Pedestrian Deaths Nearing Unfortunate 25-year Record in NJ

21December

Pedestrian Deaths Nearing Unfortunate 25-year Record in NJ

Unfortunately, walker (pedestrian) fatalities have been rising in New Jersey.

For many years, there was a decrease in pedestrian fatalities in New Jersey. That decrease has been attributed to things such as a law requiring drivers to stop for pedestrians in marked crosswalks (instead of just yielding to them). This positive trend, unfortunately, has been going the other way lately.


As noted in northjersey.com
Take this year’s record, for example: Pedestrian deaths rose 11.5 percent to 174 as of Dec. 14 compared to 154 by the same date last year. Driver fatalities increased, too, but much less on a percentage basis — from 310 to 331, nearly 7 percent. (Bicycling deaths remained stable — from 17 each in 2015 and 2016 to 16 so far this year.)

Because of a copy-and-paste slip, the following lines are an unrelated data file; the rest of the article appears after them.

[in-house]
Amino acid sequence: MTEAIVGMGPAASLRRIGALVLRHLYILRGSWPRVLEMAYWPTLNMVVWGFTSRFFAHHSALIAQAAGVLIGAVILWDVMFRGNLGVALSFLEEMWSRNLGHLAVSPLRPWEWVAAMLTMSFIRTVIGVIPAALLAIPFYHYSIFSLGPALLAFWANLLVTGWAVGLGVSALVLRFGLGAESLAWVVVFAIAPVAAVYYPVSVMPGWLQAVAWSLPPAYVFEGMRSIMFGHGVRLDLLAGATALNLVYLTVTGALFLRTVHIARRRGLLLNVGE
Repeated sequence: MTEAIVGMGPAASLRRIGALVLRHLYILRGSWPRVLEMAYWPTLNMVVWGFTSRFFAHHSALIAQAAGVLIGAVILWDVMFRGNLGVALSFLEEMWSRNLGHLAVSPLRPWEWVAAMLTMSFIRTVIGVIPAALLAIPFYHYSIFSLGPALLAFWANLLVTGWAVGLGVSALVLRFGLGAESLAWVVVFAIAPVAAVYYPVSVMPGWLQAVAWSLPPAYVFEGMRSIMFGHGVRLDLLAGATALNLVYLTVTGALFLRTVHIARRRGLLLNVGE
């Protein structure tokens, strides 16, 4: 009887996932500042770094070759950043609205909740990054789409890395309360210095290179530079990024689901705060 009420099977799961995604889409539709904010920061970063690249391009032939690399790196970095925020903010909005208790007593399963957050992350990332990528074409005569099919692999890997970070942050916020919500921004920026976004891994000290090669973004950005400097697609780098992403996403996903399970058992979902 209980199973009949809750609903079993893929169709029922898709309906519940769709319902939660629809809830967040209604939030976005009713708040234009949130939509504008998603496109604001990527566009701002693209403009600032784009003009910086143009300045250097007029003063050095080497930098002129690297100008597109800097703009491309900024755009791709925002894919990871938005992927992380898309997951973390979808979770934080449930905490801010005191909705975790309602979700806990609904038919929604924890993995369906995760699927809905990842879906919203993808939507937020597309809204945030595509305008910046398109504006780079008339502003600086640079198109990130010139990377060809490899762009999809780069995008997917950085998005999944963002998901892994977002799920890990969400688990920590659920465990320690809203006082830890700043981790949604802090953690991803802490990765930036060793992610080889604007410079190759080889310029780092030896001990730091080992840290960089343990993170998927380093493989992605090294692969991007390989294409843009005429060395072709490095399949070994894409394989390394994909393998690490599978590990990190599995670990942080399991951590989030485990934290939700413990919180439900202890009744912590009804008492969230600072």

While there has been no hard data as to the exact cause of the increase in deaths, many attribute cell phone usage and texting while driving. We often hear from clients and witnesses that the at-fault driver was “looking down” or “he was on his cell phone” just before the crash occurred.

In addition to these unfortunate death cases, our firm has been seeing an increasing number of pedestrians being struck by vehicles, usually with catastrophic injuries. To make matters worse, there is typically inadequate insurance coverage.

For those interested in the fatal accident statistics in their county or municipality, check out the New Jersey State Police’s Fatal Accident Statistics 2017.

If you have any questions about these types of cases, including whose insurance company pays for what medical bills, feel free to contact us. Be safe out there!

By:
Michael Raff, Esq.

Posted by raffadmin  Posted on 21 Dec